What are the opening hours, admission fees, or entry procedures for the Colosseum in Rome? This guide is based on our own experience and official sources for 2023.
Colosseum. We all long to see him. We wanted to see it so much that we ran here with our backpacks on our backs during our first visit. And we were impressed. And a second time.
The Colosseum is one of those places that surpasses expectations. Unless you count the trash around here and the many street vendors with selfie sticks.
We update admission fees, opening times and other useful information for the Colosseum in Rome several times a year. The latest update is always listed at the beginning of the article.
Colosseum – basic information
Admission to the Colosseum
Full admission to the Colosseum is €16 and reduced admission is €2 for EU citizens 18-25 years old. Free admission for everyone under 18 and those who have purchased a Roma Pass and wish to take advantage of the free admission. A booking fee must be added to the entrance fee.
You can book your tickets here – you choose a specific time to enter the Colosseum. Your ticket to the Colosseum also includes the Forum Romanum and Palatine Hill, which you can visit at any time within 24 hours.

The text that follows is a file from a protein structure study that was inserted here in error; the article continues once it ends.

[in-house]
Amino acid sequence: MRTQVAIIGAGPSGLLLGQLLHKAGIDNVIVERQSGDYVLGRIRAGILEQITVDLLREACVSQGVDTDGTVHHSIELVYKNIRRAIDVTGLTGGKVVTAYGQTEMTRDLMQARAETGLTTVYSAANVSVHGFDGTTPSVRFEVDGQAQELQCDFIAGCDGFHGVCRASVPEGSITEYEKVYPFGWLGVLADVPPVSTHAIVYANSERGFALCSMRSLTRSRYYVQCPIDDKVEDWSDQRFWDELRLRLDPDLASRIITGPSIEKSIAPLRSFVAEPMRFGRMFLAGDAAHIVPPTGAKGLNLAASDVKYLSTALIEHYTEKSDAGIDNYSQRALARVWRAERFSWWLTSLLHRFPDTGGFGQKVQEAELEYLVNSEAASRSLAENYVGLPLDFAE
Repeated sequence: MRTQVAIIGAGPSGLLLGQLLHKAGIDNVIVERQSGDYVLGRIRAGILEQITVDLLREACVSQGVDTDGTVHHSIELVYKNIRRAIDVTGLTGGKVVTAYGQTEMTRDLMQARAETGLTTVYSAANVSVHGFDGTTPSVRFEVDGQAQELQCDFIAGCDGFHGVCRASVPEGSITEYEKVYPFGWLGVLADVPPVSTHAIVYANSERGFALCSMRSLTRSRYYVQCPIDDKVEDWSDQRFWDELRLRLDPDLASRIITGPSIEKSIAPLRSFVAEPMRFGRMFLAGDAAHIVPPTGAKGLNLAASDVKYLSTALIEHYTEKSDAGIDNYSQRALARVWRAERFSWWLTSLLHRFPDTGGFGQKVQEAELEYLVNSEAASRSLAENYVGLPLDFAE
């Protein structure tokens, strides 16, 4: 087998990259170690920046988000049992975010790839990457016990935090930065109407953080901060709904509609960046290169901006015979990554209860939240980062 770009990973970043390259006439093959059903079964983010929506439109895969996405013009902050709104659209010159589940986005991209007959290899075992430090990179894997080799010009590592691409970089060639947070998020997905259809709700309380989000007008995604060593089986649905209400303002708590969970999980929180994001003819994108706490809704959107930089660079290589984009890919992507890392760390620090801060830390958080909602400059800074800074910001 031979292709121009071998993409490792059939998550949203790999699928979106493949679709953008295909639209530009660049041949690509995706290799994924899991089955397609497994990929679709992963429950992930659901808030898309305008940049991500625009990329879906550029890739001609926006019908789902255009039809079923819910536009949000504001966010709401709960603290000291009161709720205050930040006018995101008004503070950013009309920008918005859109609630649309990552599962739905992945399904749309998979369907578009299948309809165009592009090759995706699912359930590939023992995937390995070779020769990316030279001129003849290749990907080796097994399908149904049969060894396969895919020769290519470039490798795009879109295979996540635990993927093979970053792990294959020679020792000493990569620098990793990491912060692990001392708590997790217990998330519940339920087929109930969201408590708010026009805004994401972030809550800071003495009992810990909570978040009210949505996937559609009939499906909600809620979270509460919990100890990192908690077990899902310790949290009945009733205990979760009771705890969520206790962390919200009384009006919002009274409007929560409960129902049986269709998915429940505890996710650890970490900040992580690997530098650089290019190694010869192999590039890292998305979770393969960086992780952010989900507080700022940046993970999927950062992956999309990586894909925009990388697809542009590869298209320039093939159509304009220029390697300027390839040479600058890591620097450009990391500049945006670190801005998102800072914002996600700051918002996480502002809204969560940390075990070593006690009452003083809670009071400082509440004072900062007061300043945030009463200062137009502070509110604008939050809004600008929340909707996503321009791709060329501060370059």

Please note: Children under 18 years of age and disabled persons with an accompanying person are admitted free of charge and are no longer required to book tickets online from May 2023. Pick up your ticket at the box office inside the Coliseum.
From 15. On May 2023, you can now buy tickets on the spot – the number of tickets is limited and works on a first-come, first-served basis.
Skip-the-line tickets to the most popular sights in Rome:
What to do if tickets to the Colosseum are sold out?
A common thing in Rome – tickets for the Colosseum and other places can sell out weeks in advance. Check current availability here .
If there are no available dates and you want to make sure you get in, another option is a guided tour. An increasingly popular option to visit the Colosseum, as the guide will help you get your bearings quickly. Here you will find all the options to visit the Colosseum.
Tickets to the Colosseum You can then print them out or simply scan them from your mobile phone on entry. If necessary, tickets can be cancelled 24 hours in advance. At the Colosseum, you go through the entrance reserved for individuals – it’s a queue on the right (the left is for guided tours).
How to save when visiting the Colosseum in Rome